Mec - meconium. This is the first bowel movement that your baby has. It's usually thick and black and tarry. Every baby has this at some point (hopefully soon after it's born!) When meconium can become a slight issue is when your cute little baby decides they just can't hold it anymore and poops before he or she comes out. This turns your normally clear amniotic fluid a brownish color. Whenever a doctor AROM's a patient we note the color of fluid that we see with the initial gush, and if your water breaks on it's own, we'll ask you what color fluid you saw. If we do see meconium in the fluid, there will probably be an extra baby person in the room at delivery. The thing we don't want to happen is for the baby to take a big deep breath when their head comes out and suck in a lung full of meconium fluid into their lungs. The doctor will usually take a second and suction out the baby's mouth and nose right after the head comes out before they delivery the shoulders and the rest of the baby. They might also stick a small suction catheter down the nose or mouth down into the lungs to suck out any meconium fluid that may have gotten down there. If meconium gets into the lungs it can cause an infection just like if anything gets into the lungs that isn't supposed to be there. The extra baby person really keeps a close eye on baby and the nursery nurses will also watch extra close just to make sure baby doesn't develop any breathing problems from the meconium in the first few hours. Most babies do just fine.
LEEP - Loop Electrosurgical Excision Procedure.I had to look up all the technicalities on this one myself to make sure that I explained it right. I just learned about it myself a couple weeks ago from my favorite nurse J :) A LEEP is (from the info I got and what I was told) is a type of cervical biopsy. A small wire loop is attached to an instrument (electrosurgical generator) and when scraped against your cervix during a pap smear slices off a small amount of cells that the doctor can send to the lab to have examined. Before the procedure your doctor should use some type of anesthetic to numb your cervix before he takes the cells off (but it STILL doesn't sound too comfortable to me...) and then he will probably use some anti-bleeding devices after the procedure and you should be able to go home within a few minutes after the procedure. Where a L&D nurse has any concern with a LEEP procedure is the fact that it causes scar tissue to form on the cervix from where the cells were removed. This may cause the cervix to have some problems with the cervix dilating during labor. Sometimes the cervix will dilate just a little bit and then seem to really get stuck and it may even take some manual dilatation to break the scar tissue (some people may prefer to have an epidural or some type of pain relief before this happens). After the scar tissue is broken, the cervix usually dilates normally. I believe that there is a similar procedure, LEAP, but I'm not sure what the exact difference is (something about how it's performed, maybe one uses a laser instead of a wire, I'm not 100% sure), but I do know that it gives the same results (scar tissue on the cervix).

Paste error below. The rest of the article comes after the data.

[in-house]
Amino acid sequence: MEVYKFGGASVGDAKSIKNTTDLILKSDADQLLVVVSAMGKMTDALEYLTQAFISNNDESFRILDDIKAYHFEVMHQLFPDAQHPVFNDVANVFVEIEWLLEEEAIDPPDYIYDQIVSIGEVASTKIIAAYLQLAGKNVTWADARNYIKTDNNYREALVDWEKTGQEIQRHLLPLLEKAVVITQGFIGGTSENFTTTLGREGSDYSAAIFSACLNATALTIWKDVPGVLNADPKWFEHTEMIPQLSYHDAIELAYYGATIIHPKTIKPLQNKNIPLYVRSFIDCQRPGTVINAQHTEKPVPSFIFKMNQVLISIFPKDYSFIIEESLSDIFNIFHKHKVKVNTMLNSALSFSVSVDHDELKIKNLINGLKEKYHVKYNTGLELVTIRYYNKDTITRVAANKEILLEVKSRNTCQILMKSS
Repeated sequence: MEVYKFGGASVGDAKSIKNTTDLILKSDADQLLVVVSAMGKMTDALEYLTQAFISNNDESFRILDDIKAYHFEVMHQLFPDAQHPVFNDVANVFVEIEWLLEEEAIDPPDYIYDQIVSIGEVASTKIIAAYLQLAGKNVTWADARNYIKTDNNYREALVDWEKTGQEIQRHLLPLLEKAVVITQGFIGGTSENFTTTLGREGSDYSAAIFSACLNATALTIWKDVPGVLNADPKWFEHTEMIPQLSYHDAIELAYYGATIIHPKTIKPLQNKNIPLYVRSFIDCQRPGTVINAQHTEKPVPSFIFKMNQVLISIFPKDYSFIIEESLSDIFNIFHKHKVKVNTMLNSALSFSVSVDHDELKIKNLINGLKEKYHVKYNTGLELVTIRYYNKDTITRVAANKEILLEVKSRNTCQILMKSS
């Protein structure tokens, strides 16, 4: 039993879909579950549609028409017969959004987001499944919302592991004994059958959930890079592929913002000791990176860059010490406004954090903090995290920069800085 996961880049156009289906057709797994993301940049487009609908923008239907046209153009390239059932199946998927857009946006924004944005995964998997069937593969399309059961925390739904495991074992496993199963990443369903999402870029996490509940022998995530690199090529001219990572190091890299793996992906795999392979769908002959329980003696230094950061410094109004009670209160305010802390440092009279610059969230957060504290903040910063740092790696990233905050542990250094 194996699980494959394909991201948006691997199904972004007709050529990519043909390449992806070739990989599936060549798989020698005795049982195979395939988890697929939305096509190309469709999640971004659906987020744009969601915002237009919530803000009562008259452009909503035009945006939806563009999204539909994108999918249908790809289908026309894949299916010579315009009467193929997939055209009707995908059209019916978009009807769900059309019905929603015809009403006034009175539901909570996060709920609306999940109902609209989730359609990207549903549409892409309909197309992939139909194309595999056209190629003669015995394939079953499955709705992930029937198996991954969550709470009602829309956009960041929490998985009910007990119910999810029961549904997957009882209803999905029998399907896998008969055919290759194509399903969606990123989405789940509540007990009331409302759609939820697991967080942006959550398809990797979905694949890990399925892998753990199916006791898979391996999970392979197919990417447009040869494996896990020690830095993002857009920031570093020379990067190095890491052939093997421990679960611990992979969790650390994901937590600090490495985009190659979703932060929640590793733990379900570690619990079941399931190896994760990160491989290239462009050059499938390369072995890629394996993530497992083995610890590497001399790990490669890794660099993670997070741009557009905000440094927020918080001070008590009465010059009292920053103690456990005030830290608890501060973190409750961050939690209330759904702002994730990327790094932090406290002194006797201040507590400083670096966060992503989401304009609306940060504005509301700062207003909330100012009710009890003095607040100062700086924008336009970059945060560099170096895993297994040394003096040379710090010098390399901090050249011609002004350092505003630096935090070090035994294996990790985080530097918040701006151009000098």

So there's 10 new words/phrases to add to your daily vocabulary :) I'm sure I missed one or two, so ask if I spit something out you've never heard of. All you really good L&D nurses who have been doing this way longer than I have, if I explained something wrong or you have something to add that I forgot, tell me and I'll stick it in!